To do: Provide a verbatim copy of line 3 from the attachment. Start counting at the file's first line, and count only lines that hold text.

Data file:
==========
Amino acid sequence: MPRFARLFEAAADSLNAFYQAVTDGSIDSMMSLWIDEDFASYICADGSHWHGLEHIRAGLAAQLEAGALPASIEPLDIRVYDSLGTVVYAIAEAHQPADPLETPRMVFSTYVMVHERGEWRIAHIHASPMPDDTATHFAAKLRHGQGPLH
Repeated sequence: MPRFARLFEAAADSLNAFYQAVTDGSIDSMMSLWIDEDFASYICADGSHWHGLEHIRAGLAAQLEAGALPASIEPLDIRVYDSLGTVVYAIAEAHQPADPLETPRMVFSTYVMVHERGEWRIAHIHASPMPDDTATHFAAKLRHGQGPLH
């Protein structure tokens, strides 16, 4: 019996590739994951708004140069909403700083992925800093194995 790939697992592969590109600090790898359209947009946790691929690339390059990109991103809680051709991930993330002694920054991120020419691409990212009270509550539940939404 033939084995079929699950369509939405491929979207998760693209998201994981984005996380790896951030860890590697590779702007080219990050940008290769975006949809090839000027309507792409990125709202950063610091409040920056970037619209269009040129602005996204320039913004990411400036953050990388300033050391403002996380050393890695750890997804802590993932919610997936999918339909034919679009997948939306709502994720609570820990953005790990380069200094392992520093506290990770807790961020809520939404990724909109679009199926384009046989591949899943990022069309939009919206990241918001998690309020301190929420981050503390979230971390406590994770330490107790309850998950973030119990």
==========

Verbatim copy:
């Protein structure tokens, strides 16, 4: 019996590739994951708004140069909403700083992925800093194995 790939697992592969590109600090790898359209947009946790691929690339390059990109991103809680051709991930993330002694920054991120020419691409990212009270509550539940939404 033939084995079929699950369509939405491929979207998760693209998201994981984005996380790896951030860890590697590779702007080219990050940008290769975006949809090839000027309507792409990125709202950063610091409040920056970037619209269009040129602005996204320039913004990411400036953050990388300033050391403002996380050393890695750890997804802590993932919610997936999918339909034919679009997948939306709502994720609570820990953005790990380069200094392992520093506290990770807790961020809520939404990724909109679009199926384009046989591949899943990022069309939009919206990241918001998690309020301190929420981050503390979230971390406590994770330490107790309850998950973030119990």